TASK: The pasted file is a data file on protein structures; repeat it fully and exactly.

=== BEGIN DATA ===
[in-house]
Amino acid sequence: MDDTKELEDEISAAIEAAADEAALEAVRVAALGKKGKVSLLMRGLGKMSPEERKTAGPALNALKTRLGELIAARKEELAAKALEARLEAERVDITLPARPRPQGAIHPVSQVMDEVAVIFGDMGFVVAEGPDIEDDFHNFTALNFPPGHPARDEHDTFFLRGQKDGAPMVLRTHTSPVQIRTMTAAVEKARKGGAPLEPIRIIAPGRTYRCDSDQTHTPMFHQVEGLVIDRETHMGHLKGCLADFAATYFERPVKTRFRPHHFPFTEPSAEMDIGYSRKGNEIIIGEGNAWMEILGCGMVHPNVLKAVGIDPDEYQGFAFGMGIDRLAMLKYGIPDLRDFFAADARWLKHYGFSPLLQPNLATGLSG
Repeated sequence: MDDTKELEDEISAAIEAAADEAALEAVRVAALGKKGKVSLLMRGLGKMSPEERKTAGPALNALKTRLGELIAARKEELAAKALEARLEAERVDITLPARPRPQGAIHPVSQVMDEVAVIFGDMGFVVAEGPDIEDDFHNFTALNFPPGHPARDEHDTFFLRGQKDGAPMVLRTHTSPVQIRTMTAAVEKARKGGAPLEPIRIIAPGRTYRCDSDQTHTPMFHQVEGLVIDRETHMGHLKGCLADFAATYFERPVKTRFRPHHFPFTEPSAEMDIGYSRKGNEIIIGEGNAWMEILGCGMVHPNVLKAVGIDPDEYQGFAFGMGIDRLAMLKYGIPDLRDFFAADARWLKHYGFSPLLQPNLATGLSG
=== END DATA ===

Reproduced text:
[in-house]
Amino acid sequence: MDDTKELEDEISAAIEAAADEAALEAVRVAALGKKGKVSLLMRGLGKMSPEERKTAGPALNALKTRLGELIAARKEELAAKALEARLEAERVDITLPARPRPQGAIHPVSQVMDEVAVIFGDMGFVVAEGPDIEDDFHNFTALNFPPGHPARDEHDTFFLRGQKDGAPMVLRTHTSPVQIRTMTAAVEKARKGGAPLEPIRIIAPGRTYRCDSDQTHTPMFHQVEGLVIDRETHMGHLKGCLADFAATYFERPVKTRFRPHHFPFTEPSAEMDIGYSRKGNEIIIGEGNAWMEILGCGMVHPNVLKAVGIDPDEYQGFAFGMGIDRLAMLKYGIPDLRDFFAADARWLKHYGFSPLLQPNLATGLSG
Repeated sequence: MDDTKELEDEISAAIEAAADEAALEAVRVAALGKKGKVSLLMRGLGKMSPEERKTAGPALNALKTRLGELIAARKEELAAKALEARLEAERVDITLPARPRPQGAIHPVSQVMDEVAVIFGDMGFVVAEGPDIEDDFHNFTALNFPPGHPARDEHDTFFLRGQKDGAPMVLRTHTSPVQIRTMTAAVEKARKGGAPLEPIRIIAPGRTYRCDSDQTHTPMFHQVEGLVIDRETHMGHLKGCLADFAATYFERPVKTRFRPHHFPFTEPSAEMDIGYSRKGNEIIIGEGNAWMEILGCGMVHPNVLKAVGIDPDEYQGFAFGMGIDRLAMLKYGIPDLRDFFAADARWLKHYGFSPLLQPNLATGLSG